There are a wide range of symptoms associated with UTIs, including:

  • Pain or a burning sensation when urinating
  • The need to urinate more frequently and with greater urgency
  • Blood or mucus in your urine, or urine that looks cloudy
  • Pain or pressure in your lower abdomen
  • Pain during sexual intercourse
  • Incontinence (urine leakage)
  • A notable change in the amount of urine—more or less
  • Urine that smells foul or unusually strong

If the infection spreads to the kidneys, you may experience back pain, chills, fever, nausea and vomiting.

A UTI can be confirmed via a urinalysis and urine culture. If you do have an infection, your doctor will likely prescribe a course of antibiotics that is safe for both you and your baby.

While you have little control over your growing uterus, there are a few things you can do to help minimize the chances of getting a UTI, including drinking lots of fluids—six to eight glasses of water daily is a great goal, urinating before and after intercourse, wearing all-cotton underwear, avoiding tight-fitting pants, and staying away from potent soaps, douches, antiseptic creams, sprays and powders.

What should I eat while pregnant?

According to the Academy of Nutrition and Dietetics, a healthy lifestyle for a pregnant woman includes appropriate weight gain, regular exercise, appropriate vitamin and mineral supplementation, and a balanced diet full of whole grains, fruits and vegetables, lean proteins and low-fat or fat-free dairy foods.11,12

And, while it’s true that you need additional calories during pregnancy, the old adage “eating for two” is a bit misleading since one of the two is tinier than a large piece of fruit.

So, how many calories do you need when pregnant? It depends. Here’s why:

Because your body and your baby are growing and changing in different ways throughout your pregnancy, there are different nutritional demands as your pregnancy progresses. The amount of calories you require beyond your regular diet depends on where you’re at in your pregnancy. Here is a look at daily calorie needs by trimester:

  • 1st trimester: Does not require any extra calories
  • 2nd trimester: 340 calories more than when not pregnant
  • 3rd trimester: 450 calories more than when not pregnant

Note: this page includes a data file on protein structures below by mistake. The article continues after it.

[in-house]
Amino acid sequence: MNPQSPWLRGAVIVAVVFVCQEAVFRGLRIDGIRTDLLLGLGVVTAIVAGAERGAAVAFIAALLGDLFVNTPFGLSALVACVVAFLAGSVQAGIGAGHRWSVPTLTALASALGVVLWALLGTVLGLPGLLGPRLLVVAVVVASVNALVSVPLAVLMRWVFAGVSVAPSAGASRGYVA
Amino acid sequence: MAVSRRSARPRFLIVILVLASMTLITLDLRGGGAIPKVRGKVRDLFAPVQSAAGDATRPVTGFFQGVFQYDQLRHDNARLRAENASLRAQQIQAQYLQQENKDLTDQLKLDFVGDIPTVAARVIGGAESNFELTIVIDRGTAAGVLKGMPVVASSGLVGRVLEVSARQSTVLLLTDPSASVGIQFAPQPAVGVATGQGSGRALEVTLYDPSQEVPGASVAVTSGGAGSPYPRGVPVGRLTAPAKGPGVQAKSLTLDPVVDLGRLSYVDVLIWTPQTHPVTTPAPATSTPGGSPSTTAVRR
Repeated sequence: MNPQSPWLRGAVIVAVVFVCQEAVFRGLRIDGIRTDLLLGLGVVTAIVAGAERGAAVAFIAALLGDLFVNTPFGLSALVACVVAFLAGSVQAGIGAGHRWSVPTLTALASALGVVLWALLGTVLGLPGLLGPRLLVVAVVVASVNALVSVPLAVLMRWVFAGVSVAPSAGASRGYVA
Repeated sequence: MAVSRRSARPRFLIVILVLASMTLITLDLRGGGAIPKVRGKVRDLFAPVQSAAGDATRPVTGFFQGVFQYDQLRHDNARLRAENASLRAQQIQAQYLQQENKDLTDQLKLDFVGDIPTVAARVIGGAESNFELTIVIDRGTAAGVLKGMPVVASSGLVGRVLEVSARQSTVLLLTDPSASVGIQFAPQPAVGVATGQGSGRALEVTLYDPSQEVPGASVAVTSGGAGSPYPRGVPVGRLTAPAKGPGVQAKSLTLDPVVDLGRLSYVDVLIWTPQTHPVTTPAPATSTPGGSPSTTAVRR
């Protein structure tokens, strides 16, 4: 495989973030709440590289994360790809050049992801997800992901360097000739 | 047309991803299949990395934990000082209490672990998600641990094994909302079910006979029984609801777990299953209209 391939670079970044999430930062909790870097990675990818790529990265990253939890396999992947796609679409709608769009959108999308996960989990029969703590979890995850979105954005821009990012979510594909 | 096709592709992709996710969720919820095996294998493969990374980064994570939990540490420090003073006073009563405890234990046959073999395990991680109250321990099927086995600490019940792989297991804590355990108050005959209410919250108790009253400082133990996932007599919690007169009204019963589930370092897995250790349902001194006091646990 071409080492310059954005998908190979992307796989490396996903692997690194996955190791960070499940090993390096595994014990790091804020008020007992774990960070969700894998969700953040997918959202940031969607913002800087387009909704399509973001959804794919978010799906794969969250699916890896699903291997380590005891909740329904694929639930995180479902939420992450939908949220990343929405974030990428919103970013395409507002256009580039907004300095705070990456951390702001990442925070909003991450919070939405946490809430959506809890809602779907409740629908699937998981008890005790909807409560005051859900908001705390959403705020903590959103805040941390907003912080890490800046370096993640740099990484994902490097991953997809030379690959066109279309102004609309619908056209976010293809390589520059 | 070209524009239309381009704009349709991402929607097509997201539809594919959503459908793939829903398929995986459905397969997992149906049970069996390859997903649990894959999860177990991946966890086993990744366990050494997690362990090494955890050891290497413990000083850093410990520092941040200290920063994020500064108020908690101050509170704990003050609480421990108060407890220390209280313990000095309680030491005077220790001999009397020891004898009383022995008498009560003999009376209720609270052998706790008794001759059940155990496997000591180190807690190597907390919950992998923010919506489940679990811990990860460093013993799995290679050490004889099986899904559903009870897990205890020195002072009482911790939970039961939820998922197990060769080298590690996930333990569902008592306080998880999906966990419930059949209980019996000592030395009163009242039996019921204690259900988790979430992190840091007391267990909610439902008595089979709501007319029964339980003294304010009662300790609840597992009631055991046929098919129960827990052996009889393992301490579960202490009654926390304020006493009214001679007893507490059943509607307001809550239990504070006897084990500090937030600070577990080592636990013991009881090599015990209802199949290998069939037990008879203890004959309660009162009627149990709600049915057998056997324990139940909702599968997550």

Keep in mind that you are your baby’s sole source of nutrition. If you fill your plate with healthy foods, you help ensure that your baby will grow and thrive. Try to avoid eating too many empty calories that come from added sugars and fatty foods, as these offer little nutritive value for you and your baby. Additional calories should come from nutrient-dense foods like lean protein, whole grains, vegetables and fruit.12

If sweet cravings are your thing, try turning to fruit. Skip the fried foods and opt for healthy fats from foods like avocados, nuts, seeds and olive oil. If you can’t get your mind off of ice cream, try making “nice cream” by blending frozen bananas, low-fat milk and blueberries, strawberries or cherries.

Can I exercise while pregnant? 

If you’re healthy and your pregnancy is normal, not only is it safe to continue or start regular physical activity, it can be extremely beneficial for you and your unborn baby.

Regular exercise during pregnancy may:

  • Reduce back pain
  • Ease constipation
  • Decrease your risk of gestational diabetes, preeclampsia and C-section birth
  • Support healthy weight gain
  • Improve overall fitness and strengthen your heart and blood vessels (labor, here you come!)

Experts recommend that expecting women who’ve been cleared by their doctors get a minimum of 150 minutes of moderate-intensity aerobic activity (brisk walking, swimming or using the stationary bike, for example) every week. That works out to about a half hour five days a week.

Your healthcare provider may advise you to avoid any exercises that require you to lay flat on your back, alter your body temperature too much (think hot yoga), or put you at risk for falls or injuries, like horseback riding, skiing or off-road cycling.

If you are new to exercise, start out slowly. One approach is to begin by doing five minutes of exercise every day for a week, then adding five minutes each week until you can sustain 30 minutes at a time.

If you were active prior to pregnancy, you can maintain the same level of activity. For instance, if you were a runner before pregnancy, you likely can continue running the same distances during and after your pregnancy. Just keep in mind that if you start to lose weight, you may need to increase the calories you’re consuming.

Pregnant women with certain health conditions or complications are advised to avoid exercise during pregnancy. These conditions include:

  • Certain types of heart and lung diseases
  • Cervical cerclage
  • Carrying multiples, with risk factors for pretermlabor
  • Placenta previa after 26 weeks of pregnancy
  • Preterm labor or ruptured membranes